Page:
SKOWHEGAN — The Police Department has reached an agreement with administrators at Redington-Fairview General Hospital to increase the hospital’s role in security matters and to reimburse the town department when it responds to emergencies at the hospital.

In the past, Police Chief Ted Blais said, police officers were called to help control unruly patients, usually in the emergency room. Now police are sent only in emergency situations or for routine crime and accident investigations, with increased hospital staff picking up the rest.

“The hospital is taking a long hard look at how often the police are called and what they’re called for and what they’re doing,” Blais said. “I’m impressed. Now they have more security in mind and how the whole emergency area runs.”

Blais said with recent emergency room leadership changes, hospital personnel no longer immediately call the police when there is a disruptive patient.

Hospital public relations director Carol Steward said when Blais asked for help this summer, the hospital responded.

“We agreed with him that we really needed to look at how we were requesting police,” Steward said. “We have great respect for them. They come when we need them and we don’t want to abuse that privilege, so by adding our own security hours and making sure our requests are appropriate for their time, I feel like we’ve been very efficient since September in utilizing police services here in town.”


Blais said under the new agreement, the hospital pays for details in special situations, such as when a patient is combative and threatens hospital staff and a police officer is needed.

“There are a lot of people being brought in there for mental health issues,” Blais said.

Steward said since September the hospital has reimbursed the Skowhegan Police Department for about 70-80 hours of time at the hospital, primarily in the emergency room, at an hourly rate of $28.50. Police were not reimbursed before the adoption of the mutual agreement, she said.

Steward said the hospital only had partial security coverage during the week, with two security officers during the day Monday through Friday and one person on weekends and nights. Since September, the hospital added round-the-clock coverage by hiring two full-time security officers, bringing the total from nine to 11 employees, as well as a handful of part-time ones. Hospital security staff now log 234 hours per week, she said.

The hospital also added the position of security and communications manager, Steward said.

“Before, we would only cover Thursday through Sunday night. We would only cover what we thought were our weekend busy times,” Steward said. “We did some studies and it turns out our busy times were throughout the week — there were not particular days that were worse than others. That’s why we made the adjustments.”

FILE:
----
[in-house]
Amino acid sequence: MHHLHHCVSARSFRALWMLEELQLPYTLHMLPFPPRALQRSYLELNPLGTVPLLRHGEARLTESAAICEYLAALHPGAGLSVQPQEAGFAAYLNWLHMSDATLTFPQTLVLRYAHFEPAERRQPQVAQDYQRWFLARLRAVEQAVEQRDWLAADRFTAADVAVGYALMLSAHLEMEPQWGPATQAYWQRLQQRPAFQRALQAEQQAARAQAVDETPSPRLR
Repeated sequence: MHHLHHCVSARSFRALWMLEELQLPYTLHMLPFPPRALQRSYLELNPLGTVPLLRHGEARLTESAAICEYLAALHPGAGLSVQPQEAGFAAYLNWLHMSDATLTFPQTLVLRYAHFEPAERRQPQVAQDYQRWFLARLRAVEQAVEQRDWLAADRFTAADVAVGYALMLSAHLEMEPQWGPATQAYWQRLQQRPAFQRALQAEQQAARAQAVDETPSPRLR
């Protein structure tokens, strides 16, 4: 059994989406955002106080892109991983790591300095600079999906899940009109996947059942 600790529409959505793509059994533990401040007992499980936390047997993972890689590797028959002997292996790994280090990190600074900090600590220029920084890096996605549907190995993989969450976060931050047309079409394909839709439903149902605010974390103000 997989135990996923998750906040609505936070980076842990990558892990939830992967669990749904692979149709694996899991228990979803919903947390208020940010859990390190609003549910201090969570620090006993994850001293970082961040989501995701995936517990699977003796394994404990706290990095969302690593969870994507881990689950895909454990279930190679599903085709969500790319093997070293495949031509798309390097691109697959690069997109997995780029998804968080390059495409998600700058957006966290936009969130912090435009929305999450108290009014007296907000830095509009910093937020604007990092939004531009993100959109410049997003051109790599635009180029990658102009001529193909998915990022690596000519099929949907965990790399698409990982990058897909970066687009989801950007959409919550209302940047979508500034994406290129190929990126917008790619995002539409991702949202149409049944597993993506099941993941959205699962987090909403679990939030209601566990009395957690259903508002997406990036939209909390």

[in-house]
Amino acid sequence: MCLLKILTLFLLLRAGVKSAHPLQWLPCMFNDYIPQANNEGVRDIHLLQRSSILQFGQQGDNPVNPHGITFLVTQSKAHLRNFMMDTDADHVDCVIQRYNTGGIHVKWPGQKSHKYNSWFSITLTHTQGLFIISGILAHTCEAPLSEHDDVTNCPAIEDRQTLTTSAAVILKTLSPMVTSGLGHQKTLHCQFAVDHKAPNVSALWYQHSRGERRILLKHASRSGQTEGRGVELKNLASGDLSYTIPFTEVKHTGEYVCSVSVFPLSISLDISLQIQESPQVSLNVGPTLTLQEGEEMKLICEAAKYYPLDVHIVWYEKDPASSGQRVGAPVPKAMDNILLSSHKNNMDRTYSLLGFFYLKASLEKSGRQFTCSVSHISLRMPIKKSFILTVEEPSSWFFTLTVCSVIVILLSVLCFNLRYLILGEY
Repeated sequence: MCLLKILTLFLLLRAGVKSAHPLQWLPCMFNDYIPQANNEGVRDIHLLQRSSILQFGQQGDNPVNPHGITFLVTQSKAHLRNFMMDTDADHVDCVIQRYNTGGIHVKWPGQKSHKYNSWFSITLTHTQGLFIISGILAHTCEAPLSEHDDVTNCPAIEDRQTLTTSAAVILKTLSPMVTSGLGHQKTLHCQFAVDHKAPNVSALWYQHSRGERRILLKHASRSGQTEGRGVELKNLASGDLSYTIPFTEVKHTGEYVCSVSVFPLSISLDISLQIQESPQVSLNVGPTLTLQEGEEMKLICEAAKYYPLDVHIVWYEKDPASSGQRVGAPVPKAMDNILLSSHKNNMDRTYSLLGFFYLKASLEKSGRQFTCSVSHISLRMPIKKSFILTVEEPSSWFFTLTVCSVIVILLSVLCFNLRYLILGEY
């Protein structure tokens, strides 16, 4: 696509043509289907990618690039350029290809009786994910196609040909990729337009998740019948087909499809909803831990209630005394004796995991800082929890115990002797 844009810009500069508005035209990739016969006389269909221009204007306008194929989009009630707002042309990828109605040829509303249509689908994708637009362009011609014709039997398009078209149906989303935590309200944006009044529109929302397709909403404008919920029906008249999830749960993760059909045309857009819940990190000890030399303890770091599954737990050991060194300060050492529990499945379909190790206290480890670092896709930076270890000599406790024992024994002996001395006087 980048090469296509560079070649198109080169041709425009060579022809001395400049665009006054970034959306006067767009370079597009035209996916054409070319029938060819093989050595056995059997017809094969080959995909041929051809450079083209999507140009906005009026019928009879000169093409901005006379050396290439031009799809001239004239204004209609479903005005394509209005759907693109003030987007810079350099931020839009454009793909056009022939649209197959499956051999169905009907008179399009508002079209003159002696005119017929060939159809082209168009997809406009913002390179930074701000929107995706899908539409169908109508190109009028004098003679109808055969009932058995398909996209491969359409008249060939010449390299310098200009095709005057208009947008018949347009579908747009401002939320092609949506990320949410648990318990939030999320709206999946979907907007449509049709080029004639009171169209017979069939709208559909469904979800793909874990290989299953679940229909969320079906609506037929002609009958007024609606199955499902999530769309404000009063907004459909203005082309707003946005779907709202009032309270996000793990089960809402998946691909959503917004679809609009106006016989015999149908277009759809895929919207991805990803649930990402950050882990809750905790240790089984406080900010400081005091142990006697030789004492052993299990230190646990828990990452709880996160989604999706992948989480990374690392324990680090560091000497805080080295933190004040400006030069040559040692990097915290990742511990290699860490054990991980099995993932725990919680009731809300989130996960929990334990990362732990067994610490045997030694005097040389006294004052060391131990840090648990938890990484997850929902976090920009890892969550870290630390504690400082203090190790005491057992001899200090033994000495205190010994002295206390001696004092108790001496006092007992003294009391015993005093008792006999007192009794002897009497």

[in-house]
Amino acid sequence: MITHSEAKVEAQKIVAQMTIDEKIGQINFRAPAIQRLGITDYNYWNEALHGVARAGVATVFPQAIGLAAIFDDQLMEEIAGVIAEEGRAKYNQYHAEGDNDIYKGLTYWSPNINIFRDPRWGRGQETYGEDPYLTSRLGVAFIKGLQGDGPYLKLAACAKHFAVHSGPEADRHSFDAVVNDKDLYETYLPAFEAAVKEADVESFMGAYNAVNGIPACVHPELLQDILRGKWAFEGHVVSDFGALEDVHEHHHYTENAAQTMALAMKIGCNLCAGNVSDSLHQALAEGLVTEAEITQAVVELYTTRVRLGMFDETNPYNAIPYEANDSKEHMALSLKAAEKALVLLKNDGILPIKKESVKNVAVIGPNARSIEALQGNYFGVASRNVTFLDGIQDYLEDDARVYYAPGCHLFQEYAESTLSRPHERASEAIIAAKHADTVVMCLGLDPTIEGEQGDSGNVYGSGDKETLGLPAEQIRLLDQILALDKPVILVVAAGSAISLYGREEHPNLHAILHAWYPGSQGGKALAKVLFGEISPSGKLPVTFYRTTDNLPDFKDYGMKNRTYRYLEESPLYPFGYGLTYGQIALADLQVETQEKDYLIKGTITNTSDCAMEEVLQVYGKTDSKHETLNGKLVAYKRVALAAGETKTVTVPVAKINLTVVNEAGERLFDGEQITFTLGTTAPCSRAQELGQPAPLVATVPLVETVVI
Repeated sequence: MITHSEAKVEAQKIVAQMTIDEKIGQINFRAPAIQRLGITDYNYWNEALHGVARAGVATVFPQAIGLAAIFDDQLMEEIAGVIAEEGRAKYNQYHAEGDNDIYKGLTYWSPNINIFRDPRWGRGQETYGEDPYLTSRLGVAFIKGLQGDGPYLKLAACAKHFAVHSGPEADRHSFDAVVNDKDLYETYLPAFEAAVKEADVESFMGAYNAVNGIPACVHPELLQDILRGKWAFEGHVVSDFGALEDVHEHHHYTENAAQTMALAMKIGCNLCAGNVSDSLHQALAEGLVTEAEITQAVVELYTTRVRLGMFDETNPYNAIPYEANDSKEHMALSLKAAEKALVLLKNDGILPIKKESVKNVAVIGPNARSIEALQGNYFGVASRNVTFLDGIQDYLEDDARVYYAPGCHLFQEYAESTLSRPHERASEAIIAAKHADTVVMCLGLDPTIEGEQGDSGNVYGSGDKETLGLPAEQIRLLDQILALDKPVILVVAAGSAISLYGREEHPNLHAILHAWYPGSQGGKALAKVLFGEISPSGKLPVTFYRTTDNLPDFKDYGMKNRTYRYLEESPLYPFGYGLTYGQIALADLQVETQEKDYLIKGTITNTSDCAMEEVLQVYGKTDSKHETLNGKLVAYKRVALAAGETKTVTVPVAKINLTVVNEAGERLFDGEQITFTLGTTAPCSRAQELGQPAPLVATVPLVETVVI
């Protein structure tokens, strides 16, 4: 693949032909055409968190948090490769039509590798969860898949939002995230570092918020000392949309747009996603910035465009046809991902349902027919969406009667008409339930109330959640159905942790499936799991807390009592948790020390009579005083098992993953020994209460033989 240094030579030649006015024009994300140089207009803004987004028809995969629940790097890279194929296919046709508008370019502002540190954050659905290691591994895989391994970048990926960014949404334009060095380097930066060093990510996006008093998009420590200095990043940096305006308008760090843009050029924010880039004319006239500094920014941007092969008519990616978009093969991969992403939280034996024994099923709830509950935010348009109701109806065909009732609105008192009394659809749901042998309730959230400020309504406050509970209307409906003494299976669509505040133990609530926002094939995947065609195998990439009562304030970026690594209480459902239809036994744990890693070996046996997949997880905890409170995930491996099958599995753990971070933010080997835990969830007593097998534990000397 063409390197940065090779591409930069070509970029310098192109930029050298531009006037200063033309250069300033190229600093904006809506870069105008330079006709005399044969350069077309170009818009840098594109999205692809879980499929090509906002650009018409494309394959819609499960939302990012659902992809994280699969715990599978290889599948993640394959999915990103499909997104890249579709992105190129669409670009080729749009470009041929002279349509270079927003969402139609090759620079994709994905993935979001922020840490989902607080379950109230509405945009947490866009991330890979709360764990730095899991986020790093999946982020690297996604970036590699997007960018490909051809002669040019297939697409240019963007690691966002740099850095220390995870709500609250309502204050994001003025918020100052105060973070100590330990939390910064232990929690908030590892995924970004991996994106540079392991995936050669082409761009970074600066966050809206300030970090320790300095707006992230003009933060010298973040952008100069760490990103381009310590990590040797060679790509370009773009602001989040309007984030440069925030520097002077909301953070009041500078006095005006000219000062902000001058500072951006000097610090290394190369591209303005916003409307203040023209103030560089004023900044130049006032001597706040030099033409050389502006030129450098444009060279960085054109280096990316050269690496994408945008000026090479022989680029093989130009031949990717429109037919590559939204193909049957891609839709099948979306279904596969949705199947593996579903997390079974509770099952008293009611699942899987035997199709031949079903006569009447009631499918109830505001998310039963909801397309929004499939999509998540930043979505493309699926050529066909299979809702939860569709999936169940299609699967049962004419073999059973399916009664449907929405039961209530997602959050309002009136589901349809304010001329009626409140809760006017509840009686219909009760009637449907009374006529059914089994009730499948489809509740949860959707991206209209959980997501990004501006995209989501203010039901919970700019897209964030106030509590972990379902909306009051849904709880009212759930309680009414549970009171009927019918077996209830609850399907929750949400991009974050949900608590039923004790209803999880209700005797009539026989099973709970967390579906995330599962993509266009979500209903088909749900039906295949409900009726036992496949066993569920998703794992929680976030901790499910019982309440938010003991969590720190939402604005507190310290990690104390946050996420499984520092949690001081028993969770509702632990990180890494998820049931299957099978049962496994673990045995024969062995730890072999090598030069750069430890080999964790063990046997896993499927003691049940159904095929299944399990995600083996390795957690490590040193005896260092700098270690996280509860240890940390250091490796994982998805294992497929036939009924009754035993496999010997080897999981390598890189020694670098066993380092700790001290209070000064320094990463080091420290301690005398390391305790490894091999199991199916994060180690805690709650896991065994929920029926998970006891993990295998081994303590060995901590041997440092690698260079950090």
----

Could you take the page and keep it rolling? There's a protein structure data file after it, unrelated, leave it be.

Blais said people can become agitated after sitting in the emergency room for an extended period of time and hospital officials now are making sure patients are seen quicker so they don’t become upset and cause a problem for which police are needed.

“The hospital has made big changes on how they process folks going through the emergency room,” he said. “That has caused folks to be not as frustrated, which causes us not to be there as often. In the past it’s been a real issue, but I think we’re making really good ground here and less of a cost on the town.”

Mike Smith, director of communications at the Somerset County Regional Communications Center, which takes all calls for service, said it is impossible to isolate how many calls are specific to the hospital over the course of the year.

Smith said calls that are designated as ones to assist another agency at the hospital may originate as a domestic violence report or a traffic accident, so a computer search would not tag it as a hospital call for a disruptive patient. Other instances could include someone needing medical attention following a fight, public intoxication or someone who has had to leave the homeless shelter and wants to go to the hospital.

Blais said the agreement with the hospital also includes other police agencies serving in Somerset County, so patients in need of medical or mental health attention are not just dropped off at the hospital to become the responsibility of Skowhegan police if they create a disturbance.

“That was a real sore spot — why are we taking the brunt of the whole county,” Blais said. “We get stuck with being there.”


Blais said smaller police departments, such as Madison, where there is just one officer on duty overnight, had to either drop a patient off or leave the patrol beat unattended.

If someone was taken to the hospital for protective custody because they said they wanted to hurt themselves or somebody else, a police officer would be assigned to that person until that person was medically cleared, a mental health evaluation was completed and placement, if necessary, could be arranged, which could take hours.

“We only have so many officers working and if half the shift has an officer over there for hours, that’s really hard on the town — we’ve got other calls to go to,” he said. “If we have to stay there for an extended period of time and take away from the regular patrol, that’s bad.”

An off-duty officer would have to be called in for the special detail of standing by the patient or back-up officers from other jurisdictions would be called for emergencies.

Now hospital security handles the bulk of the calls for service.

Doug Harlow — 612-2367 [email protected] Twitter: @Doug_Harlow

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